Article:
Recent headlines of sexual abuse and hazing among male students has raised questions about what drives some boys towards such horrifying behaviour.

Psychologists say that hazing is bullying for the purpose of bonding, borne of a need to exert power and to subject someone to the same embarrassments that they once suffered.

“I believe they get caught up in the gang mentality at the moment,” Sevda Basar, a child therapist, told CTV News. “Being part of a team, being part of the boys…that frat house mentality really clouds their judgment.”

Last year, a Canadian study of university-aged students found that of the 434 participants surveyed, 59 per cent of them were hazed. More than 60 per cent of those who were victims of a hazing incident said it made them feel more connected to the team.

Jay Johnson, one of the study’s authors, said the evidence shows that despite years of messaging against it, hazing is still very much a part of sport culture.

“The largest change that I’d say we’ve seen is that in the last five years or so, we’ve seen a lot more prosecutions that are happening, a lot more cases that are being tried,” said Johnson, who has been studying hazing in sport for more than two decades. “We’re seeing not only charges, but convictions as well, including of minors and youth.”

That’s because the increased use of smartphones and social media is exposing not only the scope of the problem, but also its perpetrators.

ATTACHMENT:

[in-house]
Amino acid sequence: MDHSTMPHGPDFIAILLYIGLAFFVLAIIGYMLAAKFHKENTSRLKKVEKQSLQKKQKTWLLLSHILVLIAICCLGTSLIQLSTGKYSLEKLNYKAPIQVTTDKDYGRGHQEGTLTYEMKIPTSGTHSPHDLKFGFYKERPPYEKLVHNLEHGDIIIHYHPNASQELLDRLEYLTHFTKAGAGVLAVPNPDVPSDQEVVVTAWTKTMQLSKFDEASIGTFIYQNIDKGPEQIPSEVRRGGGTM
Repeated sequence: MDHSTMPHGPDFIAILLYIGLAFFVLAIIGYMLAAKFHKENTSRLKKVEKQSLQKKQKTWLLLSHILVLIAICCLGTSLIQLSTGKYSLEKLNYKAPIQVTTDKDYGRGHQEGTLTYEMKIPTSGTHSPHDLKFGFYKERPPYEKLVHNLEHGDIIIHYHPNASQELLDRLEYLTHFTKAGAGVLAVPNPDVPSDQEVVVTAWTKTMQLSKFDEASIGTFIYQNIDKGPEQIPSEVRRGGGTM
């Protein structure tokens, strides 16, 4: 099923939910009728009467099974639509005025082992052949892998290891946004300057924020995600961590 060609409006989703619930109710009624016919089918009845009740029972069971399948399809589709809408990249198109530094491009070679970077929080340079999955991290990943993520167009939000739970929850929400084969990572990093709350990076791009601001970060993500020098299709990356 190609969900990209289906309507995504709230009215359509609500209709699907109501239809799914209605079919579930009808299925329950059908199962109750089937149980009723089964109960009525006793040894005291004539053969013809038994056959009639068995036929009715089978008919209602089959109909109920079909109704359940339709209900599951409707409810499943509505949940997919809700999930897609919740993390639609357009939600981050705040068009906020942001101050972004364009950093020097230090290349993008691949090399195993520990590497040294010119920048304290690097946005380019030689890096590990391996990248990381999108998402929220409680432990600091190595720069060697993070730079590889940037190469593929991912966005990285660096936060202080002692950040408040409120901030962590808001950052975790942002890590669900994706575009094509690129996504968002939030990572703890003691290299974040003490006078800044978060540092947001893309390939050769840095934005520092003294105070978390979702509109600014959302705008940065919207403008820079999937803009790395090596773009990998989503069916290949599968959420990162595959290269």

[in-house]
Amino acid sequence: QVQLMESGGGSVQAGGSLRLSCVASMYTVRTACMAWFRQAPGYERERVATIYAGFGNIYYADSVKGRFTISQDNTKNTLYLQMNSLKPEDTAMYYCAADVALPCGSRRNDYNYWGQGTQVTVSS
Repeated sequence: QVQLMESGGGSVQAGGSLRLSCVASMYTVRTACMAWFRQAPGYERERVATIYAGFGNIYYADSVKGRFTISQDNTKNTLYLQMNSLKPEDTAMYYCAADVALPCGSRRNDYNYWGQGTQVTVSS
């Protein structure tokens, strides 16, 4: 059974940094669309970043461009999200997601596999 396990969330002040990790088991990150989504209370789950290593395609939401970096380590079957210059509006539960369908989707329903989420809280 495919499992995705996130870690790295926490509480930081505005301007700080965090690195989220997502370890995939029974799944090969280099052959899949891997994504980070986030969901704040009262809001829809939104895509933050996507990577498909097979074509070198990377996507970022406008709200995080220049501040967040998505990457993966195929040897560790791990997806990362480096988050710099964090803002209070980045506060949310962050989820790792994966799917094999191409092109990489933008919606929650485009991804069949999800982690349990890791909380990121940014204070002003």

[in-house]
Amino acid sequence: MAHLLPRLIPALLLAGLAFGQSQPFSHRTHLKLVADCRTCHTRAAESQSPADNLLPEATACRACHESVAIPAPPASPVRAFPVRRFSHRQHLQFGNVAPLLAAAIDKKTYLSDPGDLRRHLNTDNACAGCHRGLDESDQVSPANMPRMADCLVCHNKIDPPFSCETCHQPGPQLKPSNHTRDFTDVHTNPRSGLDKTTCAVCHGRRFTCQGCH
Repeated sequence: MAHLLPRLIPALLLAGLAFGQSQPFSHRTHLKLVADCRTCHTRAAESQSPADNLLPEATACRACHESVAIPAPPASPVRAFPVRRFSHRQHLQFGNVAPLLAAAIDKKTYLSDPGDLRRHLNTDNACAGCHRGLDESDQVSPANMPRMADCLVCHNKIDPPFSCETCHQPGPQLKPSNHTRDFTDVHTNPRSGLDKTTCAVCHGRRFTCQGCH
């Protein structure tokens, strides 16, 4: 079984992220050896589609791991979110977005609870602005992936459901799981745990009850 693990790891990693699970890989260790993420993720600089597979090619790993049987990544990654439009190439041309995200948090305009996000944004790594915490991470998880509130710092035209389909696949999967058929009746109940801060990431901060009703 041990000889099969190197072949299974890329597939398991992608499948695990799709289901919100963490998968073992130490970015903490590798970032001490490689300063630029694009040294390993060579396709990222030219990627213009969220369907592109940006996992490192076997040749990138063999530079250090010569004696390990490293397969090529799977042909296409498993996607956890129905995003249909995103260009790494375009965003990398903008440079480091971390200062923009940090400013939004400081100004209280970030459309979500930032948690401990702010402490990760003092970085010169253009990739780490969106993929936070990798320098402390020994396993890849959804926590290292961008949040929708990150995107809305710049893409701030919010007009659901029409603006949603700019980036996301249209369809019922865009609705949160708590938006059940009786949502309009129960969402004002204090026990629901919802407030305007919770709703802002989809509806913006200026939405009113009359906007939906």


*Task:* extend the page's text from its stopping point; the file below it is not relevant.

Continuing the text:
While many in Canada believe the cycle of abuse that underlies hazing needs to end, the question of how to do that is more complicated.

Most American states have adopted anti-hazing legislation. The most recent was Pennsylvania, which amended its laws after a 19-year-old died during a hazing ritual at a frat party.

Canada has no specific anti-hazing legislation, but a patchwork of policies that fall under the purview of individual schools and sport organizations.

There are growing calls for one uniform policy at the federal level that everyone must follow.

“We have a consensus across the country that these things are wrong,” said Sandra Kirby, a sociologist who studies abuse in sport and former Olympic athlete. “We should have a consensus across the country about what policy will work to stop it.”

Johnson believes there should be a multi-pronged approach that ensures polices focus on team building.

“We need education and we need public awareness,” he said. “We also need to do something at the grassroots level with our youth. We need to actively change the culture.”

With a report by CTV’s Manitoba Bureau Chief Jill Macyshon